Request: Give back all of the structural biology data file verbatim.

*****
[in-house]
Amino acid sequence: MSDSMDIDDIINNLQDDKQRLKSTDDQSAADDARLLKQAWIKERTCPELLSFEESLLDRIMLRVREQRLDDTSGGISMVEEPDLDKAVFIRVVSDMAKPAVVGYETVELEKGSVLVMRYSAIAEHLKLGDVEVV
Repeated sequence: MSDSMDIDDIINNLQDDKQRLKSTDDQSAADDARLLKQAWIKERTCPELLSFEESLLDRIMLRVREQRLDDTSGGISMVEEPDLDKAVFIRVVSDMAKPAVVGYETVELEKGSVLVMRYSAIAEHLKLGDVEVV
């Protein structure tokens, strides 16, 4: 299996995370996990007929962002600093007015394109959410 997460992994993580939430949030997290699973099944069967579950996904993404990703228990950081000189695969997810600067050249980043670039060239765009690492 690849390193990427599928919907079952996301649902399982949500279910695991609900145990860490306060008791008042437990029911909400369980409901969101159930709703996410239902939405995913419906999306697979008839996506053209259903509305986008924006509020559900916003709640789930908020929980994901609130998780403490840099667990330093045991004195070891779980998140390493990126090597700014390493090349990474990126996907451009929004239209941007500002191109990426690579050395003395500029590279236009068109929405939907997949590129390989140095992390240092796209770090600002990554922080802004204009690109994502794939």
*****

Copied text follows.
[in-house]
Amino acid sequence: MSDSMDIDDIINNLQDDKQRLKSTDDQSAADDARLLKQAWIKERTCPELLSFEESLLDRIMLRVREQRLDDTSGGISMVEEPDLDKAVFIRVVSDMAKPAVVGYETVELEKGSVLVMRYSAIAEHLKLGDVEVV
Repeated sequence: MSDSMDIDDIINNLQDDKQRLKSTDDQSAADDARLLKQAWIKERTCPELLSFEESLLDRIMLRVREQRLDDTSGGISMVEEPDLDKAVFIRVVSDMAKPAVVGYETVELEKGSVLVMRYSAIAEHLKLGDVEVV
């Protein structure tokens, strides 16, 4: 299996995370996990007929962002600093007015394109959410 997460992994993580939430949030997290699973099944069967579950996904993404990703228990950081000189695969997810600067050249980043670039060239765009690492 690849390193990427599928919907079952996301649902399982949500279910695991609900145990860490306060008791008042437990029911909400369980409901969101159930709703996410239902939405995913419906999306697979008839996506053209259903509305986008924006509020559900916003709640789930908020929980994901609130998780403490840099667990330093045991004195070891779980998140390493990126090597700014390493090349990474990126996907451009929004239209941007500002191109990426690579050395003395500029590279236009068109929405939907997949590129390989140095992390240092796209770090600002990554922080802004204009690109994502794939």